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Managing digital intermediaries: socio-digital analysis of the design of internet-based social, peer-to-peer financial services

Research output: Book/Report/ProceedingsCommissioned report

Published
Publication date2014
Publisher3rd Party Dematerialisation and Rematerialisation of Capital
Number of pages8
Original languageEnglish

Abstract

This summary report addresses how digital technical infrastructures are managed
and used in two retail financial products currently in use in the United Kingdom: peerto-peer consumer lending and a local digital/paper hybrid currency system. The two products and their issuing firms, Zopa Limited (Zopa) and the Bristol Pound Community Interest Company (the Bristol Pound), respectively, are established leaders in their respective product areas: Zopa was established in 2005 and the Bristol Pound in 2010. Each of these firms seeks to disrupt an established financial market through the application of digital technologies and processes: consumer lending for Zopa and retail payment for the Bristol Pound.

The studies were run over approximately a fourteen-month period from October 2013 through January 2015 in which research teams from Lancaster University examined Zopa and Brunel University focused on the Bristol Pound. Extensive interviews, document analysis, questionnaires, observation of user interactions, and other participatory design methods were employed to investigate the ways that digital technologies were used in making exchanges through digital intermediaries. Our inquiries focused on the uses, resources, challenges, values, interpretations, roles and problems of using technology in accessing the financial services under investigation, which resulted in quantitative and rich qualitative data for all aspects surrounding the use of these systems.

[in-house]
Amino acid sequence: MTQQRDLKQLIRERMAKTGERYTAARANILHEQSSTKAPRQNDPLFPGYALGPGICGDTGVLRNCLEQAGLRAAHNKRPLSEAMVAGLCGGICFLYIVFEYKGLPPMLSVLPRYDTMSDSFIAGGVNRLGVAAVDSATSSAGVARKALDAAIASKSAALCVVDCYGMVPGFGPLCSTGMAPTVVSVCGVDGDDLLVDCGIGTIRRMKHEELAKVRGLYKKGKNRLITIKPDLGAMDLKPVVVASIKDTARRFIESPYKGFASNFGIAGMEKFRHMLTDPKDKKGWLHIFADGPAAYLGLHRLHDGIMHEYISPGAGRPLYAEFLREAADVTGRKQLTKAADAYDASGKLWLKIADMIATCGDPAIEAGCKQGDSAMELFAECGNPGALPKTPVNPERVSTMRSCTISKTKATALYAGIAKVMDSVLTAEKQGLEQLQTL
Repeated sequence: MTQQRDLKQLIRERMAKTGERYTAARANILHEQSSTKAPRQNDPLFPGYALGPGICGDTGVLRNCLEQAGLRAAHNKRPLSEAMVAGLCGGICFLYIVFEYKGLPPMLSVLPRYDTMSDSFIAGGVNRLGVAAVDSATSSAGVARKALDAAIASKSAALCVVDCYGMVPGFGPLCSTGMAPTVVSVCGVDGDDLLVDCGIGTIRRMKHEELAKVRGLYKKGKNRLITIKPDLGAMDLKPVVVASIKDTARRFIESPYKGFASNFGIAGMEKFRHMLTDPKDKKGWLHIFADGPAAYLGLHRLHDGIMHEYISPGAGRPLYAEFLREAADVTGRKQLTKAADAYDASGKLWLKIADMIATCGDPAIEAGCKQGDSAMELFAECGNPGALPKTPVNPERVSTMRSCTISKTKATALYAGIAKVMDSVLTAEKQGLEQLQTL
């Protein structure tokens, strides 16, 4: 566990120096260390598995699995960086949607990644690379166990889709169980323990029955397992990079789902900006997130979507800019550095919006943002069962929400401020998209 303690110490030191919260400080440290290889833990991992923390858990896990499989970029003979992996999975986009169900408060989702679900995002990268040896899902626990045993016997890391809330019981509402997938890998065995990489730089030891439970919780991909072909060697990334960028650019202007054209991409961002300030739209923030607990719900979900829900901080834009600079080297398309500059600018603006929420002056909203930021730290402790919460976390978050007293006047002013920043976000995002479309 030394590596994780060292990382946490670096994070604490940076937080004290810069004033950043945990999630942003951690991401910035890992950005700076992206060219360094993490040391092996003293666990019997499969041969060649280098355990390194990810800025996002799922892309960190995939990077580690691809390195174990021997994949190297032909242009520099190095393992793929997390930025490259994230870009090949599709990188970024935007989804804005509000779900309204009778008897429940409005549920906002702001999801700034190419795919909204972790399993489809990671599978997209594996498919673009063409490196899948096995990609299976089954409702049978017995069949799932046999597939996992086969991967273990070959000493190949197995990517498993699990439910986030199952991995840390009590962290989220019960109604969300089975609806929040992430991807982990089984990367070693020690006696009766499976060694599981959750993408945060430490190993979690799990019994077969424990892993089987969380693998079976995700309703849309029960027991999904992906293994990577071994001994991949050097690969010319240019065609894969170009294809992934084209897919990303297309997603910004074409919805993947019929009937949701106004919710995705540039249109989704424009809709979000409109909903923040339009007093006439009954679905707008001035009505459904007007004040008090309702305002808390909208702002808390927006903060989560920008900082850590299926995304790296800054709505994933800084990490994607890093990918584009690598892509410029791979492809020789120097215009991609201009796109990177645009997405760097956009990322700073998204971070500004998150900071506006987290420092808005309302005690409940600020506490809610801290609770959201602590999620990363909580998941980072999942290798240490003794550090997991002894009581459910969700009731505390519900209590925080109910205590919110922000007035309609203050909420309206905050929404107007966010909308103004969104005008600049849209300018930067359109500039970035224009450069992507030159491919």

This report presents the primary themes around managing and using innovative
financial products. In the case of the Bristol Pound, the themes explain 1) our
approach to investigating digital transactions as it emerged during the course of the study, 2) how the social and digital infrastructure shaped a sense of community and trust among Bristol Pound users, 3) the local connectivity, playfulness and mindfulness afforded by the Bristol Pound transactions, and 4) the complementary role of the physical and digital media of the currency. In the case of Zopa, the themes address 1) how design was harnessed to shape identity among Zopa users, 2) the transformation of user interaction from playfulness to prudence, 3) Zopa’s experimentation with social media as a source of data, and 4) the data-driven approach to Zopa’s operations.